Also, one of the most perplexing things I’ve found yet in Ulysses occurs on page 563, when Stephen and Bloom are writing Irish and Hebrew letters. “Stephen wrote the Irish letters for gee, eh, dee, em, simple and modified, and Bloom in turn wrote the Hebrew characters ghimel, aleph, daleth and (in the absence of mem) a substituted qoph, explaining their arithmetical values as ordinal and cardinal numbers, videlicet 3, 1, 4, and 100” (736-40). The perplexing thing is that neither GEDM (in Gaelic) nor G’DQ or G’DM (in Hebrew) means anything! I don’t think these lines are just a rehash of the “Aleph Beth Ghimel Daleth Hagadah Tephilim Kosher [. . .]” (15.1623) line from Circe, but then if it isn’t that, what is it? Online Hebrew root dictionaries have yielded absolutely nothing for GDQ or GDM, and another source I found said that GEDM is not an Irish word by any stretch.

Edit: After Monday’s class, I have answers for both of these questions. As we discussed, it appears that Stephen is singing an anti-Semitic song either a) to consciously distance himself from Bloom and his household, or b) because he’s totally clueless and values his end point so much more than the means by which he gets to that point that he accidentally offends Bloom without meaning to.

My other question, about the incomprehensible letter choices that Stephen and Bloom use to illustrate their languages, maybe has an answer in Professor Simpson’s analysis of initials in Ulysses. Neither G’DQ/G’DM or GEDM means anything inherently in Hebrew or Gaelic (which makes sense, since neither Stephen nor Bloom possess any knowledge of these languages other than “certain grammatical rules of accidence and syntax and practically excluding vocabulary” (17.743-4)). In a way this seems to echo the “U.P: up” initials: neither Bloom nor Stephen understand what they’re writing, but they’re nevertheless able to create a union between themselves through the initials (which are indecipherable to both them and us). “G’DM” and “GEDM” look a little like “goddamn” too, if that’s something.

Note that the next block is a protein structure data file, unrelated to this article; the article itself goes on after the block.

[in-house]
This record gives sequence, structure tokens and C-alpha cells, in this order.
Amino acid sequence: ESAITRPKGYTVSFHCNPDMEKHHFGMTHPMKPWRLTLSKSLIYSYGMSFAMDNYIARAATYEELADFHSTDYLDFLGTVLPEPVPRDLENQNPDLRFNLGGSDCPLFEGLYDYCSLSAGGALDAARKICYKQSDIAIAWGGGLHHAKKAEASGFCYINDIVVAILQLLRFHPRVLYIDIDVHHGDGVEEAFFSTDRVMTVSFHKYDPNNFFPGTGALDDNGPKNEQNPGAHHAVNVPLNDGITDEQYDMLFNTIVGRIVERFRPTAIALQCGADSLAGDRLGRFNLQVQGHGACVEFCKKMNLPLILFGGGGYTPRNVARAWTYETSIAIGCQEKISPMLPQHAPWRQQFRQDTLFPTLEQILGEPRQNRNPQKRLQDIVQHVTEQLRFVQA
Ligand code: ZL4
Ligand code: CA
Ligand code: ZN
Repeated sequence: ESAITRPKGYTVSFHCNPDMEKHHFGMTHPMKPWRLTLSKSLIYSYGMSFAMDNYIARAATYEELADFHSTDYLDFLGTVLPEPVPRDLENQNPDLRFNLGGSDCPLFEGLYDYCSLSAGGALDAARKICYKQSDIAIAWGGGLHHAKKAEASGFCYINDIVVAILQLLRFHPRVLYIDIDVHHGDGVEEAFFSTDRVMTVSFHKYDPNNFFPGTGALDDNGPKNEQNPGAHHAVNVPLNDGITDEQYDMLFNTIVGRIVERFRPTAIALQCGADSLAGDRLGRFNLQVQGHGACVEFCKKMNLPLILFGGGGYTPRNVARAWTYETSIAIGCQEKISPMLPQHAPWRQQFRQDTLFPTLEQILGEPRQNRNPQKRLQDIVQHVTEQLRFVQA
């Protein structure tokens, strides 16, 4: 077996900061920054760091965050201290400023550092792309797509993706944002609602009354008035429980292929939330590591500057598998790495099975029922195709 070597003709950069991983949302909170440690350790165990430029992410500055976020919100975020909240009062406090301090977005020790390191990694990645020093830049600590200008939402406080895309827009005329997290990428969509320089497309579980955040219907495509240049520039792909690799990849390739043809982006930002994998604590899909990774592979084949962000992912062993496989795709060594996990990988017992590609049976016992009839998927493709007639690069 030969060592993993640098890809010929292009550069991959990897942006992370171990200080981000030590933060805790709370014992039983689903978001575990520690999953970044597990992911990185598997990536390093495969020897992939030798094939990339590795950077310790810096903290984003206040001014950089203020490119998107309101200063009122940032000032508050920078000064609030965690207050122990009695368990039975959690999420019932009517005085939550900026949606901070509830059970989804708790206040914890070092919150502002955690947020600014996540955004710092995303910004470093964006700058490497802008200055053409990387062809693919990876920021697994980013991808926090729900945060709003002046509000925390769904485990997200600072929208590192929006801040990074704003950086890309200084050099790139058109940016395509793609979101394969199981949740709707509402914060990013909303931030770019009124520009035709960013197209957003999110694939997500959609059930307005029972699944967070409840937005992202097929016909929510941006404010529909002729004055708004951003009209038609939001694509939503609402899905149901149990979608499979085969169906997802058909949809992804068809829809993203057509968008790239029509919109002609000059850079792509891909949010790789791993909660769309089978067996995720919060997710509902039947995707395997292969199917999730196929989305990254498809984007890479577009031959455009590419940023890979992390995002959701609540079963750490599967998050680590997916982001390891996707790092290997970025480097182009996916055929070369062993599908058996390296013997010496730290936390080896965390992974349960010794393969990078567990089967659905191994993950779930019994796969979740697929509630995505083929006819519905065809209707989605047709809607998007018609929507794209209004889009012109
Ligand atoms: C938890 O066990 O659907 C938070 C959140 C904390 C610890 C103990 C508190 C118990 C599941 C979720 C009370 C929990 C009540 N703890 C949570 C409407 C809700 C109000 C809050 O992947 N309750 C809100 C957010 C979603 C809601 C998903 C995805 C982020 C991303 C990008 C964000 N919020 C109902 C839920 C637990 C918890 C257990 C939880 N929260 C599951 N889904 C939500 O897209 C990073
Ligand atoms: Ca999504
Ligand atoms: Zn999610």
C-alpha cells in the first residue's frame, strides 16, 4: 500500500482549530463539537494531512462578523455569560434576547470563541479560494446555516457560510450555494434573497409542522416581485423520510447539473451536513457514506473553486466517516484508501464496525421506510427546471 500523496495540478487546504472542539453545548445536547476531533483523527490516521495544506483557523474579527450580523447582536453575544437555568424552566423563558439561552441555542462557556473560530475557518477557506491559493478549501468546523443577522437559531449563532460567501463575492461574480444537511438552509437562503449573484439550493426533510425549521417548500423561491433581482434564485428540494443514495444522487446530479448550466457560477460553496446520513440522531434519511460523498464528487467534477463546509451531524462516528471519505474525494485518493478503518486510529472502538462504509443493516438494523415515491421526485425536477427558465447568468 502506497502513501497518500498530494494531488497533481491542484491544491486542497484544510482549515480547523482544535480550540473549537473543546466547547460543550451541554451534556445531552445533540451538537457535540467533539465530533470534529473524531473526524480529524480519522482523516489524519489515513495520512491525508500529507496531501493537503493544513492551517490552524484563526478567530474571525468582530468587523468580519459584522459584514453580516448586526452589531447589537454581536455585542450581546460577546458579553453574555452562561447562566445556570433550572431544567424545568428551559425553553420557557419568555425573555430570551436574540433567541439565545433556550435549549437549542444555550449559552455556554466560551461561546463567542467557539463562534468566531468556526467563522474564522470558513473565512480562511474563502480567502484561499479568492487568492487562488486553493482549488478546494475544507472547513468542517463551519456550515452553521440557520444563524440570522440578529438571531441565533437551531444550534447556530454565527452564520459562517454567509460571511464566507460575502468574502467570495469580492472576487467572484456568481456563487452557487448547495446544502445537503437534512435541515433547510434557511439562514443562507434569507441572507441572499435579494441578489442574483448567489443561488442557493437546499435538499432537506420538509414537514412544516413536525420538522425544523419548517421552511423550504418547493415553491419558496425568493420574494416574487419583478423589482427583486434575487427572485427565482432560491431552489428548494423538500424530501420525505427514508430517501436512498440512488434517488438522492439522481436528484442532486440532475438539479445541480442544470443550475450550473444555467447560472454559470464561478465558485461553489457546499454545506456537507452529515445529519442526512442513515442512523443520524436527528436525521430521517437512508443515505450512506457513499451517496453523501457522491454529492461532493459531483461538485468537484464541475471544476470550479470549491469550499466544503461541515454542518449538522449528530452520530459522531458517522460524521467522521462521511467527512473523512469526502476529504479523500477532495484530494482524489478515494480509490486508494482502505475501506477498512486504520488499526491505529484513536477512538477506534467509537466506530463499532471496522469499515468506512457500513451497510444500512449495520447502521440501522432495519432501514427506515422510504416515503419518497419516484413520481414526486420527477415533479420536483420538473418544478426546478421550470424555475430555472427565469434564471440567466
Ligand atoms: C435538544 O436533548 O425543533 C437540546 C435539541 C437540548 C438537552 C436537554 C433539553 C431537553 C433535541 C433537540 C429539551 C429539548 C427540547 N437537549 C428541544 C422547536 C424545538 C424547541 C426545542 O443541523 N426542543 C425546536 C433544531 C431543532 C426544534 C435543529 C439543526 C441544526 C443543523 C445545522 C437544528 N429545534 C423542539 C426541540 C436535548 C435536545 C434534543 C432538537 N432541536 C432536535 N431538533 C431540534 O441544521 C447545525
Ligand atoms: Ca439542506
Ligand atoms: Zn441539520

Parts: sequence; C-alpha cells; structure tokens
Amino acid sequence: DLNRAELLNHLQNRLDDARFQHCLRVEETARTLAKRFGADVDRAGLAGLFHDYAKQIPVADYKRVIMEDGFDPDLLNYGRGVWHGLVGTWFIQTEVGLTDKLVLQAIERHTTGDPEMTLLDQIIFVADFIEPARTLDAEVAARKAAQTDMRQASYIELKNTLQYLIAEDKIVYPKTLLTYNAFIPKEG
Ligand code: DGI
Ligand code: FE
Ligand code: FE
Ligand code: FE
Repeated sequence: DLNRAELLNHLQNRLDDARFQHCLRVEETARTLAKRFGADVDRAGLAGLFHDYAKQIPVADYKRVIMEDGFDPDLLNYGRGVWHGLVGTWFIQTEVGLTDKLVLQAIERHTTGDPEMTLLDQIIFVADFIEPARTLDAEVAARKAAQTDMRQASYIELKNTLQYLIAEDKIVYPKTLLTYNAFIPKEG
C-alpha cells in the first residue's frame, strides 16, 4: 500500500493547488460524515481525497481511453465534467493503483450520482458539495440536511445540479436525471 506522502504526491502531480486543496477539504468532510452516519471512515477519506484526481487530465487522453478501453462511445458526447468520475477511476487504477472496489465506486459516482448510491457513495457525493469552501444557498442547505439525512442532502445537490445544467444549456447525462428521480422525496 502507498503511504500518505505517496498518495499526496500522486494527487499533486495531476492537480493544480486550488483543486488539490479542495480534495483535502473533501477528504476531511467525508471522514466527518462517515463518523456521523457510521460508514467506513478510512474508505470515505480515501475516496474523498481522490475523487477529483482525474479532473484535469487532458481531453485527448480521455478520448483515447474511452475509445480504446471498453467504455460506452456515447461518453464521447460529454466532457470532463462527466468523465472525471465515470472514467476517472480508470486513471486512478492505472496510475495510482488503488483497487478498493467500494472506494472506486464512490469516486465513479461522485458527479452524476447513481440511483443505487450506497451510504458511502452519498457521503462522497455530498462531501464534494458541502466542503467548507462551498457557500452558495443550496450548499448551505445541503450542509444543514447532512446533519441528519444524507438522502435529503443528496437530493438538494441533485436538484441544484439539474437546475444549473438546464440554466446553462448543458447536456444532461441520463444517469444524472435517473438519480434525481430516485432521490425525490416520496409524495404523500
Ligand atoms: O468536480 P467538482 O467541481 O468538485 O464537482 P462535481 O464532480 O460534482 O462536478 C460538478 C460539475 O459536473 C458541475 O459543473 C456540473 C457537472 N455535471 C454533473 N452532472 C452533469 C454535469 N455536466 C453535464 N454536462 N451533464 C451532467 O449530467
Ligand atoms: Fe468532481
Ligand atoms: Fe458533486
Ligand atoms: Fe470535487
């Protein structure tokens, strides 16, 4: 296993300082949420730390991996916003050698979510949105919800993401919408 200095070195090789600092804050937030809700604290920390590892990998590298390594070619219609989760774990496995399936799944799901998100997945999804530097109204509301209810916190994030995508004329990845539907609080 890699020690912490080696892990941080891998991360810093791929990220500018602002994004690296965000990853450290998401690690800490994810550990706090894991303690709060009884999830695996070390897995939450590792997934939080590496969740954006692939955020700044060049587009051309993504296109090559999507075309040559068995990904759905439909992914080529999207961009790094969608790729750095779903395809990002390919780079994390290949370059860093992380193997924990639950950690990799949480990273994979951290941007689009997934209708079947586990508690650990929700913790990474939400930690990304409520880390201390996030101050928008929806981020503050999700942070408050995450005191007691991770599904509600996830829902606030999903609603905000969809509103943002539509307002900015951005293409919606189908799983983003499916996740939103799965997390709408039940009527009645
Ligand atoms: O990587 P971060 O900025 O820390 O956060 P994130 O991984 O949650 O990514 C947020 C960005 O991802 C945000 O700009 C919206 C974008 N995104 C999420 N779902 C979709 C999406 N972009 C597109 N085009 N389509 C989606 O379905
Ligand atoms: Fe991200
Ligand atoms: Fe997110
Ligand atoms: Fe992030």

What else I can add basically just layers more levels of symbolism on top of what we talked about on Monday. Kosher law forbids mixing milk and meat because it removes the potential for reproduction (drinking the mother’s milk while eating the baby), so Bloom’s lack of adherence to it adds to his egg eating and his desire to make Molly use an umbrella.

We also talked a lot about moderation as the key to Ulysses on Monday, and I’m unsure how Bloom’s politics of Judaism fits into that. I haven’t totally resolved New Bloomusalem in my mind—it’s not really moderate in scope, but it’s the only approach Bloom considers that incorporates both Zionist and assimilationist ideas, and it’s at the same time the one that clearly exists solely within his head. Somehow the conclusion of Ithaca, with Bloom laying his head on Molly’s milk-and-honey butt, doesn’t seem like a satisfying conclusion to me in terms of Bloom’s politics and his place in Irish society.

Bloomusalem in the Nova Hibernia of the future

Wednesday, November 4, 2009; 05:52 am Leave a comment

There are a few really essential moments relating to Judaism in Circe, so I’ll deal with those here: